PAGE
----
FAST AND LOOSE.
Frederick Douglass says that the people of the South are the slave owners, but those of the North are the slave holders; and Professor Stowe, at Glasgow, told his entertainers that the people of Great Britain are the great slavery supporters. He said, "in this country is the great market for cotton; and it is cotton which sustains American slavery." We certainly need a key to Uncle Tom's Cabin—not an explication of the book known all over the world by that name—but an exposition of the agencies and influences which sustain the system of slavery amongst us. Some say that the institution rests upon a necessity which opinion can neither support nor overturn, which no policy can counteract, and the principles of abstract justice cannot remedy. Some say that the churches are competent to its abolition, and inexcusably culpable for its continuance; some, that political policy alone sustains it; and others charge the evil as entirely to the pecuniary interests which are involved in it.
The remedies proposed, and the methods of applying them, are as various.
A key, expository of the system, is much wanted, that the key reformatory may fit the lock of the cabin that holds Uncle Tom.
The South is as much in want of a key as its antagonists—a master-key that will drive the bolt more securely into the socket. The owners have been for a long time suffering from a system of petty pilfering, which is hard to bear, and are now growing apprehensive that a general conspiracy of lawless foreigners is organizing, for the perpetration of wholesale burglary upon their premises. The old fastenings are wearing loose, and the difficulty about the new keys proposed for the service is, that they all have the common fault of unlocking as well as locking the bolts. The key wanted is such a one as will lock, but will not by any turn that it can possibly take, undo its own work. The warders of the Uncle Tom gang are not a little perplexed and alarmed at discerning that every key proposed by their earnest well-wishers is the exact pattern of some one in the bunch that the burglars themselves rely upon. They want, and from the nature of the case must have, an instrument wholly unlike anything that has ever been in use heretofore, and so adapted to its office that the owners can make no mistake with it, and the enemy can make no use of it.
The British cotton trade sustains the American slave trade, is the proposition. The English philanthropists feel the impossibility of shutting up their manufactories, but they propose to grow their own cotton in Africa, Australia, and India. The London Daily News demonstrates the practicability of the project. Refuse to purchase from the Southern States, and starve the system of slavery to death, is its policy. But the Cotton Plant, of Baltimore, and the Southern agitators generally, propose to devise the means, and set on foot the policy of direct trade in the great staple with the continent of Europe, to the exclusion of Liverpool, Manchester and Glasgow.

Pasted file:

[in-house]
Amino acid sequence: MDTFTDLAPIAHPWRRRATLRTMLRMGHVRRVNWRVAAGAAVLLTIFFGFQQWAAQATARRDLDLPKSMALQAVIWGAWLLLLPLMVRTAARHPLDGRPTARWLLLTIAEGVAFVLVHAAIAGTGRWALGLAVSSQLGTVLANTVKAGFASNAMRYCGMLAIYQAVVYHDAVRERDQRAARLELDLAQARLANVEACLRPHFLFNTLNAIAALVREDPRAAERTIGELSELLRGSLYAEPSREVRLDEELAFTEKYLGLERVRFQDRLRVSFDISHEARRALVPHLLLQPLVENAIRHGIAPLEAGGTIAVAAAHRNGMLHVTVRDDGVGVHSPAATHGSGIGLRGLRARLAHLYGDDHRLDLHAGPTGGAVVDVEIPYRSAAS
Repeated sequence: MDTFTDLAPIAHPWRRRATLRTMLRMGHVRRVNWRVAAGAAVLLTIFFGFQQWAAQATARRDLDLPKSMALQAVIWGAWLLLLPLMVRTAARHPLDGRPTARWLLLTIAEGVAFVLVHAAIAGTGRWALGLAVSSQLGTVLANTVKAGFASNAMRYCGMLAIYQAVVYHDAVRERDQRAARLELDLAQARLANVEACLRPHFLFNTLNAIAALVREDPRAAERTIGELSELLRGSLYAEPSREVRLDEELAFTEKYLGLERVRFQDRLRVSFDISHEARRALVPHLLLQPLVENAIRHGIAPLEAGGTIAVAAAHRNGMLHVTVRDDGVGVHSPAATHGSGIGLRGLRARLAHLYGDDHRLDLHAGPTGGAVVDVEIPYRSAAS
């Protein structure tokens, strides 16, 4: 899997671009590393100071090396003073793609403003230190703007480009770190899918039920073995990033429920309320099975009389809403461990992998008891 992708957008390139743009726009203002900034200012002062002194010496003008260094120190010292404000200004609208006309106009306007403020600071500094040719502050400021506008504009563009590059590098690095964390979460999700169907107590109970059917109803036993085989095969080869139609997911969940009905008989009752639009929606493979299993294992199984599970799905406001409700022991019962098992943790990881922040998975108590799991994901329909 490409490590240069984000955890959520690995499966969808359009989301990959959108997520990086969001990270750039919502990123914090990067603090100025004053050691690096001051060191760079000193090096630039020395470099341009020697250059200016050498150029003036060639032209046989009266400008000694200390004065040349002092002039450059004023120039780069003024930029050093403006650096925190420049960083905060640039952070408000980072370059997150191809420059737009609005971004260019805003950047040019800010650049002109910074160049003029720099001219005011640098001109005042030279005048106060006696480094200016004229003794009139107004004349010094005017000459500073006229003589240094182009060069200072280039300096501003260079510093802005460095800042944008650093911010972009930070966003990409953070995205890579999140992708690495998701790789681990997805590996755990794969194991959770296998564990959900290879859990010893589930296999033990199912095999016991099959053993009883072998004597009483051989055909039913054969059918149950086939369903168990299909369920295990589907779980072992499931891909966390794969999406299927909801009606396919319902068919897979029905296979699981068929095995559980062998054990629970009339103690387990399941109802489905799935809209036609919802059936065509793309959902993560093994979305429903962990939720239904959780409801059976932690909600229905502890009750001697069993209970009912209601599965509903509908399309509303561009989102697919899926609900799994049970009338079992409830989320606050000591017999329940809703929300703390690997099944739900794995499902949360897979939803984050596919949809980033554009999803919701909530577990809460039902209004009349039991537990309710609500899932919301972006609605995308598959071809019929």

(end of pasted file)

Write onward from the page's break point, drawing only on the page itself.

The Cotton Plant says:
From Memphis (the Convention to be held first Monday of June,) will come forth a policy, the necessary result of which will be the triumphant success of Direct Trade in all its parts. While Mrs. Stowe is combining England against us, we are combining to crush the power of that hypocritical empire. While the North is agitating to strip us of our rights, we meet in Memphis, quietly, calmly, with the consciousness of power, to throw into the lap of a great Southern and Western emporium the riches of our trade. The great question to be met is the abolition of slavery. Disguise it as we may, it is the great political, social, and religious idea of the day. It must be met. At Memphis it will be met. The oligarchy of American Cotton Planters have determined to take their own preservation into their own keeping. The Agricultural Congress at Montgomery, Ala., will ultimately be the nucleus for an organization, terrible in its effects upon English and Northern industry. The continent of Europe will contend successfully for commercial supremacy with England, for cotton will decide the question, and the cotton power will go against England."